### Abstract

Original language | Undefined |
---|---|

Place of Publication | Enschede |

Publisher | Centre for Telematics and Information Technology (CTIT) |

Number of pages | 18 |

Publication status | Published - 31 Jan 2012 |

### Publication series

Name | CTIT Technical Report Series |
---|---|

Publisher | University of Twente, Centre for Telematics and Information Technology |

No. | TR-CTIT-12-04 |

ISSN (Print) | 1381-3625 |

### Keywords

- Compositionality
- Graph Transformation
- FMT-MC: MODEL CHECKING
- METIS-285115
- Soundness and Completeness
- IR-79646
- EWI-21480

### Cite this

*Graph Passing in Graph Transformation*. (CTIT Technical Report Series; No. TR-CTIT-12-04). Enschede: Centre for Telematics and Information Technology (CTIT).

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*Graph Passing in Graph Transformation*. CTIT Technical Report Series, no. TR-CTIT-12-04, Centre for Telematics and Information Technology (CTIT), Enschede.

**Graph Passing in Graph Transformation.** / Ghamarian, A.H.; Rensink, Arend.

Research output: Book/Report › Report › Professional

TY - BOOK

T1 - Graph Passing in Graph Transformation

AU - Ghamarian, A.H.

AU - Rensink, Arend

PY - 2012/1/31

Y1 - 2012/1/31

N2 - Graph transformation works under the whole world assumption. Therefore, in realistic systems, both the individual graphs and the set of all such graphs can grow very large. In reactive formalisms such as process algebra, on the other hand, each system is split into smaller components which continually interact; the interactions pass information such as names or locations between components. The state spaces for the separate components are typically much smaller, and much efficiency can be gained by analysing system behaviour on this level. In this paper we present a framework for compositional graph transformation inspired by name-passing calculi, in which (knowledge about) subgraphs can be passed between components. Essentially, we define graph-passing (reactive) component rules and their composition into traditional (reductive) whole-world rules. This extends previous work in which a simpler form of composition was proposed. The main result is a soundness and completeness result for the composition, showing that the transformations induced by the component rules and their whole-world counterparts are equivalent.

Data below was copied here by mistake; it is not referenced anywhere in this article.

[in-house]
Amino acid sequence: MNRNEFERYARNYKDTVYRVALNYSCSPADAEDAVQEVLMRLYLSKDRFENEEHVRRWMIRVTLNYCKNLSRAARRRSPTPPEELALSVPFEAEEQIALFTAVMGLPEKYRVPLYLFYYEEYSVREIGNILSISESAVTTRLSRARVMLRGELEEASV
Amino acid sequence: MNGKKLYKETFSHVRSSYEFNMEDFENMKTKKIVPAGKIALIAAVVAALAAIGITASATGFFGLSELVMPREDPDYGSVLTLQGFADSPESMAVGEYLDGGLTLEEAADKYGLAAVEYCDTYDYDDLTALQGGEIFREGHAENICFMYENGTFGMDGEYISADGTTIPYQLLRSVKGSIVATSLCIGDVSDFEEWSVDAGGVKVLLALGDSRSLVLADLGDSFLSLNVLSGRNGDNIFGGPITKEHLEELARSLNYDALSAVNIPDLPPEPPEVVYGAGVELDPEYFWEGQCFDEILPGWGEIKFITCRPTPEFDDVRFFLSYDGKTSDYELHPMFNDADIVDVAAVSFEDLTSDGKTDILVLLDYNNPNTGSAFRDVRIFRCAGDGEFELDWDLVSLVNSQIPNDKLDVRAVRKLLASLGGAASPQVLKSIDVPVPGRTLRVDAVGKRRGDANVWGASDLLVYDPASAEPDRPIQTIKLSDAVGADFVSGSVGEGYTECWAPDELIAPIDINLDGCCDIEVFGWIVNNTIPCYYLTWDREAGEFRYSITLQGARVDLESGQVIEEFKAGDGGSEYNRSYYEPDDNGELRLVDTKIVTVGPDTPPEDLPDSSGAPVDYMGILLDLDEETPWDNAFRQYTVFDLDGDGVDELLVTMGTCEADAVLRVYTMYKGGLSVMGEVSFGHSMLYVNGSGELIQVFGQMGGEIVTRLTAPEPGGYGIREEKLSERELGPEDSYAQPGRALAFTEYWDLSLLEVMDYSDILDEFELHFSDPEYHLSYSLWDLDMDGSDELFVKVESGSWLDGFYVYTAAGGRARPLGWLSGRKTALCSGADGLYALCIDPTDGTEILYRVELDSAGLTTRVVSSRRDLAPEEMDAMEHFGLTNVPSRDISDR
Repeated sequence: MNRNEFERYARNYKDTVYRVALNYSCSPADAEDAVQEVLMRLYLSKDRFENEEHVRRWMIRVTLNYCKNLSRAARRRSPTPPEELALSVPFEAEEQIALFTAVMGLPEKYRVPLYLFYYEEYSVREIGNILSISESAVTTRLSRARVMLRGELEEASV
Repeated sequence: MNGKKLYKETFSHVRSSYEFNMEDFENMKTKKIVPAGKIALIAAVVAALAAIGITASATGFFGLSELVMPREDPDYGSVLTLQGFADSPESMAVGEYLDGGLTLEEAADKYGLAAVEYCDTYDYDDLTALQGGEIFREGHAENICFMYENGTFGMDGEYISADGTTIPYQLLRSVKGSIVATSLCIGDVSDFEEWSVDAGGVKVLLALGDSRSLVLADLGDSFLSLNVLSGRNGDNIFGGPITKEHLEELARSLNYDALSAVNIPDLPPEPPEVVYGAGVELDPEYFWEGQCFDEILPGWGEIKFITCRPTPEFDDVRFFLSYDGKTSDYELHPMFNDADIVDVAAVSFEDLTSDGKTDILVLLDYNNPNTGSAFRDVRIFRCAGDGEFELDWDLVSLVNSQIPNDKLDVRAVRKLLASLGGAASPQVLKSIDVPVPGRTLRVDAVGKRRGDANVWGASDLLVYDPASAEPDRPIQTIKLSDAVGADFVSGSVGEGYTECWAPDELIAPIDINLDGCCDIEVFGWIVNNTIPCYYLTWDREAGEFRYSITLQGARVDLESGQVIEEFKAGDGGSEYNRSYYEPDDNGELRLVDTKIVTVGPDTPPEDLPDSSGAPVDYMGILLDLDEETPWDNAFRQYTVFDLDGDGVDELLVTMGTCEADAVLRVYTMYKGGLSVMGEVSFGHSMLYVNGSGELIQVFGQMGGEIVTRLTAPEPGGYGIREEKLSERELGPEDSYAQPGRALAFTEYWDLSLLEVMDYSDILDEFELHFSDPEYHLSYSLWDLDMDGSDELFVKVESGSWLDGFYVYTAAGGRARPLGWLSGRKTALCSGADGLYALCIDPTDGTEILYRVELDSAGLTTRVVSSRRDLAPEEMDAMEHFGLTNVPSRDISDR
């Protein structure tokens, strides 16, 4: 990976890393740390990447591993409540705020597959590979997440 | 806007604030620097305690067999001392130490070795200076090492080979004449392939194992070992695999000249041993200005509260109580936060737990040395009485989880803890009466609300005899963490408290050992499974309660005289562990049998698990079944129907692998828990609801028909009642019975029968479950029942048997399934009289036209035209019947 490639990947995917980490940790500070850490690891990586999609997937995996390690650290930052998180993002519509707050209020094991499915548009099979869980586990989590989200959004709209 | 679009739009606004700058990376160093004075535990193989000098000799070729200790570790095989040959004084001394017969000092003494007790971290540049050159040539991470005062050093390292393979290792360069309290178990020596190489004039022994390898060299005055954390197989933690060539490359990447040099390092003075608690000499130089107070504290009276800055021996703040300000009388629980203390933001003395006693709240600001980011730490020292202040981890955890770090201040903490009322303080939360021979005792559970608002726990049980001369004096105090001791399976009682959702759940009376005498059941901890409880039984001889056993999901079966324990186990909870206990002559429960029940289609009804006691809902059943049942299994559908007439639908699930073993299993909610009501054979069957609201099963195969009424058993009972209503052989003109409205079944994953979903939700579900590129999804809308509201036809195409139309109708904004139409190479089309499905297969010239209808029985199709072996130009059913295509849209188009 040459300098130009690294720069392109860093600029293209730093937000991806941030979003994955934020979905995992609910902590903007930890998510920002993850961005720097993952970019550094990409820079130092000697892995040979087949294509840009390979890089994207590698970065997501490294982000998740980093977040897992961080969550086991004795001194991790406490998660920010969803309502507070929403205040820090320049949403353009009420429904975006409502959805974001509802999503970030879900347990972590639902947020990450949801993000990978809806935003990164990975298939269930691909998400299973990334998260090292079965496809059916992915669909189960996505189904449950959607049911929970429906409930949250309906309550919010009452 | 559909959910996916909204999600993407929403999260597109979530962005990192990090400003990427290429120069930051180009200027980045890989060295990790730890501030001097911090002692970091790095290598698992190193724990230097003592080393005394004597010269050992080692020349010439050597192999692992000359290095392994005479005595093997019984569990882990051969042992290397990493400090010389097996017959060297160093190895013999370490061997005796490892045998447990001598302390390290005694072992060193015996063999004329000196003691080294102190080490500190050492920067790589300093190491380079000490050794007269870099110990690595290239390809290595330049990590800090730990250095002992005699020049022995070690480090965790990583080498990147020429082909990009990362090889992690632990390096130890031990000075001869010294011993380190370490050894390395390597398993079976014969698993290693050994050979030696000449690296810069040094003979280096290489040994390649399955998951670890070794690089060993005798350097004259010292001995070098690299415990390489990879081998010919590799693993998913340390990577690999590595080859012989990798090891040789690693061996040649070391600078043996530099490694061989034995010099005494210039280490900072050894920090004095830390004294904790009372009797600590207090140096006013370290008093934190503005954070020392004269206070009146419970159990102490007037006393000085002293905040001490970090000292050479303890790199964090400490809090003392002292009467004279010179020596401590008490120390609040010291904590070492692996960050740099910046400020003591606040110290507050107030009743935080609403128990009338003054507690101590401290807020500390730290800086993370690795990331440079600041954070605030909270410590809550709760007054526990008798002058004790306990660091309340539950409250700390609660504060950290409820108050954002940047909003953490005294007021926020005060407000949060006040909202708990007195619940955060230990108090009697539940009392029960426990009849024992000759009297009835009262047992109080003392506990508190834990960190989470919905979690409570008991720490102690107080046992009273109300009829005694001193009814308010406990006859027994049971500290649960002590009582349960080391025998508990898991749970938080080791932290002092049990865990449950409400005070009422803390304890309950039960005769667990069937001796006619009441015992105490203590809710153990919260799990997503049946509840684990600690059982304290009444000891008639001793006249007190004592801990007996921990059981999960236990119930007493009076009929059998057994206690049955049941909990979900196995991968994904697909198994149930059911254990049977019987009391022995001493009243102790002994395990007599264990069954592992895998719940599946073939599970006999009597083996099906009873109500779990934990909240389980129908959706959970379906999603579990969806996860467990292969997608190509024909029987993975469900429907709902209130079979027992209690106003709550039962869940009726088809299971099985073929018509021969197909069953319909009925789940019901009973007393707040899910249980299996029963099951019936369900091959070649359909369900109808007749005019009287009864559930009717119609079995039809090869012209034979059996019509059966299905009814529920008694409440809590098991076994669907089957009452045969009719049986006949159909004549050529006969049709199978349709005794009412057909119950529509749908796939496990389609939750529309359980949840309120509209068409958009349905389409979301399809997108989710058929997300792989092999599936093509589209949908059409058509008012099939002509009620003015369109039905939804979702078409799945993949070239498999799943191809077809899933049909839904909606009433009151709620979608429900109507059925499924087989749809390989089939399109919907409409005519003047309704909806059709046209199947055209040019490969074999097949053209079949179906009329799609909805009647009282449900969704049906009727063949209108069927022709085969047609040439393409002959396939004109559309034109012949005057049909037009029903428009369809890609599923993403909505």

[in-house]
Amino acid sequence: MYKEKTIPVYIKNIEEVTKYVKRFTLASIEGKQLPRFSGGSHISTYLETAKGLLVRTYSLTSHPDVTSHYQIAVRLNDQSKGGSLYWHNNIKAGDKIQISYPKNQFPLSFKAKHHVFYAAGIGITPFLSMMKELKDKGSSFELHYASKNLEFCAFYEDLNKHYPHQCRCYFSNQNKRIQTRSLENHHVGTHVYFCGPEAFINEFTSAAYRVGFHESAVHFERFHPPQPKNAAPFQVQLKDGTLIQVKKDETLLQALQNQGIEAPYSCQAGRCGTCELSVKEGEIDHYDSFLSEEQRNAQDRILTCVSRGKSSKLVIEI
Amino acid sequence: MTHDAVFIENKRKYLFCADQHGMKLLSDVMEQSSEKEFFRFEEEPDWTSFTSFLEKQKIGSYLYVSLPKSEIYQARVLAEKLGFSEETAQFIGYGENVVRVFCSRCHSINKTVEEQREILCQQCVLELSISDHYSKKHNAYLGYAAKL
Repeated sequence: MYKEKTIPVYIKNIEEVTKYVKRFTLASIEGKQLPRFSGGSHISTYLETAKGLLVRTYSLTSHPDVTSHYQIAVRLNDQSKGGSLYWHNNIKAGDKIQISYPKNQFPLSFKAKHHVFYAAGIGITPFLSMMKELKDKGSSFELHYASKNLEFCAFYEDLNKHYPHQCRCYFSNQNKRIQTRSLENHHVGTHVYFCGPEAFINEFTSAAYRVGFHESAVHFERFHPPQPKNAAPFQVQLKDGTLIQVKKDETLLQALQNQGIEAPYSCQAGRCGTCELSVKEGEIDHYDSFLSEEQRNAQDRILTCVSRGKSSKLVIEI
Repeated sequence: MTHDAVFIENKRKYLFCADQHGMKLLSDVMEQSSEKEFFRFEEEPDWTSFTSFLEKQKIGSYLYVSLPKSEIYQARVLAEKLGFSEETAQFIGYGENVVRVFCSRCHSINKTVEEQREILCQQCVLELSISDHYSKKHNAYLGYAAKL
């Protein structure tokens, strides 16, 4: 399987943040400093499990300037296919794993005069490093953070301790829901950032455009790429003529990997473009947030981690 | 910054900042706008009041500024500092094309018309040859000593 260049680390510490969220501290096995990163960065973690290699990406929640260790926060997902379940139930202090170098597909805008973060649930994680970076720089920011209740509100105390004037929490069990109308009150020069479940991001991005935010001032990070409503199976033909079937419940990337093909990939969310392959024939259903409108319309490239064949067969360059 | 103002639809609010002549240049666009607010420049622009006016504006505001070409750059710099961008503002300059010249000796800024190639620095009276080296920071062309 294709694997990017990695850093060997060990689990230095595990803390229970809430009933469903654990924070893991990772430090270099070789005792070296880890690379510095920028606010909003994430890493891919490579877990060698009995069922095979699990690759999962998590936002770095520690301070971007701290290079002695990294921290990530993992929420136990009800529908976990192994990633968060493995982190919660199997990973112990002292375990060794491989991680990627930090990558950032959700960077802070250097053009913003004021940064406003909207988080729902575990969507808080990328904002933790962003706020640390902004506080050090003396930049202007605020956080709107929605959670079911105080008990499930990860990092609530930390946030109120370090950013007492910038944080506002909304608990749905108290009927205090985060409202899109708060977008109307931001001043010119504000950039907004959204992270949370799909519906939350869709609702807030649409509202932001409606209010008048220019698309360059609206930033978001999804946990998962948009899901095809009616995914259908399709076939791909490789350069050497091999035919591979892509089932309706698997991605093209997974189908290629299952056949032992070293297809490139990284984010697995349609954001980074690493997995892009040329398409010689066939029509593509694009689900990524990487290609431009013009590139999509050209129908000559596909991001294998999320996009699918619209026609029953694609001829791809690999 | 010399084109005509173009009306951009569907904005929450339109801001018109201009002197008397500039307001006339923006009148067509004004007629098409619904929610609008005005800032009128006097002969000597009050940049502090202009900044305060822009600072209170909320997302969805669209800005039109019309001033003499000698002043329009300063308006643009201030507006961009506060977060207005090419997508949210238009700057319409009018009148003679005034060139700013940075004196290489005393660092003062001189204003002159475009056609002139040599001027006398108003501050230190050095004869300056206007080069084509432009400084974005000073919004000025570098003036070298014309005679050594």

AB - Graph transformation works under the whole world assumption. Therefore, in realistic systems, both the individual graphs and the set of all such graphs can grow very large. In reactive formalisms such as process algebra, on the other hand, each system is split into smaller components which continually interact; the interactions pass information such as names or locations between components. The state spaces for the separate components are typically much smaller, and much efficiency can be gained by analysing system behaviour on this level. In this paper we present a framework for compositional graph transformation inspired by name-passing calculi, in which (knowledge about) subgraphs can be passed between components. Essentially, we define graph-passing (reactive) component rules and their composition into traditional (reductive) whole-world rules. This extends previous work in which a simpler form of composition was proposed. The main result is a soundness and completeness result for the composition, showing that the transformations induced by the component rules and their whole-world counterparts are equivalent.

KW - Compositionality

KW - Graph Transformation

KW - FMT-MC: MODEL CHECKING

KW - METIS-285115

KW - Soundness and Completeness

KW - IR-79646

KW - EWI-21480

M3 - Report

T3 - CTIT Technical Report Series

BT - Graph Passing in Graph Transformation

PB - Centre for Telematics and Information Technology (CTIT)

CY - Enschede

ER -